Media plays vital role in tackling HIV/Aids - report

By Joyetter Feagaimaali’i-Luamanu ,

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TAKING THE LEAD: The Samoa Fa’afafine Association is taking the lead in encouraging members of the public to get tested for HIV/Aids. They held a free clinic for members of the public last Saturday.

TAKING THE LEAD: The Samoa Fa’afafine Association is taking the lead in encouraging members of the public to get tested for HIV/Aids. They held a free clinic for members of the public last Saturday.

The media plays an important role in educating the public on HIV/AIDS. 

This is one of the points raised in the National HIV, AIDS, and STI Policy 2017-2022 report obtained by the Samoa Observer. 

According to the M.O.H. policy, the sustained public information and creation of awareness is paramount in the control of the epidemic. 

 “Therefore the role of the media is very important,” the report reads. 

“The media including folk media, in collaboration with other relevant organizations shall play a leading role in educating the public on HIV/AIDS.” 

 “The media should be actively involved in investigating the practical challenges in the control of HIV and the responses by different sectors in the society, including the private sector.” 

 “Scientific publications regarding trends in epidemiological surveillance and research intervention activities to promote safe practices shall be disseminated in professional journals and through the mass media,” the report reads. 

The Ministry of Health is also looking at establish ing processes, relationships, and agreements with media institutions in order to supply the technical information, funding and technical support required for public awareness and education.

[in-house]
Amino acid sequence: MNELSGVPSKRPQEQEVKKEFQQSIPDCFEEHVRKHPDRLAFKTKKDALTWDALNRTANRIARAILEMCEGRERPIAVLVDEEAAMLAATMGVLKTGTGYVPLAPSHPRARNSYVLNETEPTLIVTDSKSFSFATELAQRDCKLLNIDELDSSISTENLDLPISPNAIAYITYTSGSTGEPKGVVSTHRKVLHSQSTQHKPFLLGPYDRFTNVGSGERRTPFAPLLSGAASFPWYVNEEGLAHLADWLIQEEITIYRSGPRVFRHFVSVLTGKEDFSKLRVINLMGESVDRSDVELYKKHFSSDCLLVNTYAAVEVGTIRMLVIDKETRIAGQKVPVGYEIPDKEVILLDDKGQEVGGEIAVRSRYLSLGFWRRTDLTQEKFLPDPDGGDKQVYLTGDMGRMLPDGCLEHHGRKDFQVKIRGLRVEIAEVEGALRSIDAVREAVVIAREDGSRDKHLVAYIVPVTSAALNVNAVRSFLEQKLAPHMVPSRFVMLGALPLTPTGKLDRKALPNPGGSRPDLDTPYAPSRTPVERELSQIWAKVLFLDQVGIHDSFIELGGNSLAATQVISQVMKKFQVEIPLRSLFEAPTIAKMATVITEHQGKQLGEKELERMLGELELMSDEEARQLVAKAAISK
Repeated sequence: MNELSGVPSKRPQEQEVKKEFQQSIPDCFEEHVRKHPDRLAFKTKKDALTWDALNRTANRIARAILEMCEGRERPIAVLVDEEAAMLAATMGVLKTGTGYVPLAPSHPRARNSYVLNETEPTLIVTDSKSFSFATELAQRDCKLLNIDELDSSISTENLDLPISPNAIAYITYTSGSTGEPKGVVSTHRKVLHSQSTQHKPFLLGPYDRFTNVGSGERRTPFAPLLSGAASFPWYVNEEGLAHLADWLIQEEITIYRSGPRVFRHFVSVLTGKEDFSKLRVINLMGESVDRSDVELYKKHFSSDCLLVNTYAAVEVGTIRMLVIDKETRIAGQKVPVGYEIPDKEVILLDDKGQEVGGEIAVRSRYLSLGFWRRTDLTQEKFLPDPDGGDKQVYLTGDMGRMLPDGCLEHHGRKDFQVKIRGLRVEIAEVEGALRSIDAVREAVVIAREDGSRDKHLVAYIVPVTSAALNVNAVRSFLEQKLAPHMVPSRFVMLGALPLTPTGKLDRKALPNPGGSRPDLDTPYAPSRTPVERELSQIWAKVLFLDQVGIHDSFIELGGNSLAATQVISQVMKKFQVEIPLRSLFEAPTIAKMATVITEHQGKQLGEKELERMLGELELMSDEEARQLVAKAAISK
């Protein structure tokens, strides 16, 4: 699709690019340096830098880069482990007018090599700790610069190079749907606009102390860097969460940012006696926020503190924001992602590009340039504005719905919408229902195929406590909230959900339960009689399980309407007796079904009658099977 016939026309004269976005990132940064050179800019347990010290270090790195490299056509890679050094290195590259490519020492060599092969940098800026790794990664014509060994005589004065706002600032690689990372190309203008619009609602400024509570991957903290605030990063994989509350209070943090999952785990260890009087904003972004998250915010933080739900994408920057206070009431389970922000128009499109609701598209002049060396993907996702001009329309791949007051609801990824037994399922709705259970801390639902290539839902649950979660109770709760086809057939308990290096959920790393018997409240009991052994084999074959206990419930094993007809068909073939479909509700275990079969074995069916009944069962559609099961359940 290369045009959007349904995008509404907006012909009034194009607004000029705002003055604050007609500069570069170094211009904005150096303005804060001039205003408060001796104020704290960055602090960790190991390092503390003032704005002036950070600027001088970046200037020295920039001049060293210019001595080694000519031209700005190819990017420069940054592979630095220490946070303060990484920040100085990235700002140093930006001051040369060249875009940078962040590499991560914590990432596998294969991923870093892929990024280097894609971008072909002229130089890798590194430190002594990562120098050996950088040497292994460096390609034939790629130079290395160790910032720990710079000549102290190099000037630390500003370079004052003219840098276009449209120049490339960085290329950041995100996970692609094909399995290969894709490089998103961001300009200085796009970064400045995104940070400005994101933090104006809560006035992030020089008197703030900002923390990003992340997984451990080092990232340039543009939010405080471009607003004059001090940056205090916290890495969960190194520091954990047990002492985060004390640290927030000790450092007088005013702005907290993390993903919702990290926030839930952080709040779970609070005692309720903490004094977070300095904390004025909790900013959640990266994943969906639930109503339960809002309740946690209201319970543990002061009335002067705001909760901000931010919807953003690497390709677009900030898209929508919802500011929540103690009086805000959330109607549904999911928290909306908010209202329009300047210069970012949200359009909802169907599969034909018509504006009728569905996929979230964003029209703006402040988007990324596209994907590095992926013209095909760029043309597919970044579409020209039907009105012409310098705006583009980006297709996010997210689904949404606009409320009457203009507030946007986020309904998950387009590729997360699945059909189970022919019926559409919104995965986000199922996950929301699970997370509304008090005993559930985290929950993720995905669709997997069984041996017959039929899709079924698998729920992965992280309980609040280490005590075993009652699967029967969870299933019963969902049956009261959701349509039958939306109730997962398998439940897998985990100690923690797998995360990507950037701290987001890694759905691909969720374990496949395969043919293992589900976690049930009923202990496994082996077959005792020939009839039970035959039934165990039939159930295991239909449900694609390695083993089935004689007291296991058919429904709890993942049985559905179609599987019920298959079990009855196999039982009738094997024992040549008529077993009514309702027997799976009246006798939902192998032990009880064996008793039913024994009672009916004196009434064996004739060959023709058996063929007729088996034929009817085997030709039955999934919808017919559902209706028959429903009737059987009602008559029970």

“All organizations should develop accountability measures to ensure the accuracy and quality of circulated information of HIV, AIDS and STI’s.” 

Aside from the media, the M.O.H. is also seeking the involvement of the Community. 

“The community members, groups and village committees are a key to improving the coverage of all prevention efforts.” 

The M.O.H. and all partner organizations in prevention, need to work with each village community’s demographic profiles need to be considered when designing outreach and involvement in prevention delivery. 

“This includes assessment of the villages resources for implementing and sustaining a prevention programme; the mobility of the village population (i.e. how many people reside in the village regularly and long term?); income of individuals in the village; the employment status of people within the village and profession type and village access to health centres or community health workers.” 

The initial consultations to determine village traditions and functions of committees should be the first step in prevention design. 

Also the need to task the village committees with roles in prevention should take into consideration target populations and which committee is most appropriate for acting as liaison for that population. 

Furthermore, the political leadership and good public relations should be employed to ensure the support of village community and religious leaders to minimize conflict with implementation. 

According to M.O.H. when the time comes to target populations should be given ownership of prevention roles for programmes addressing their needs. 

© Samoa Observer 2016

Developed by Samoa Observer in Apia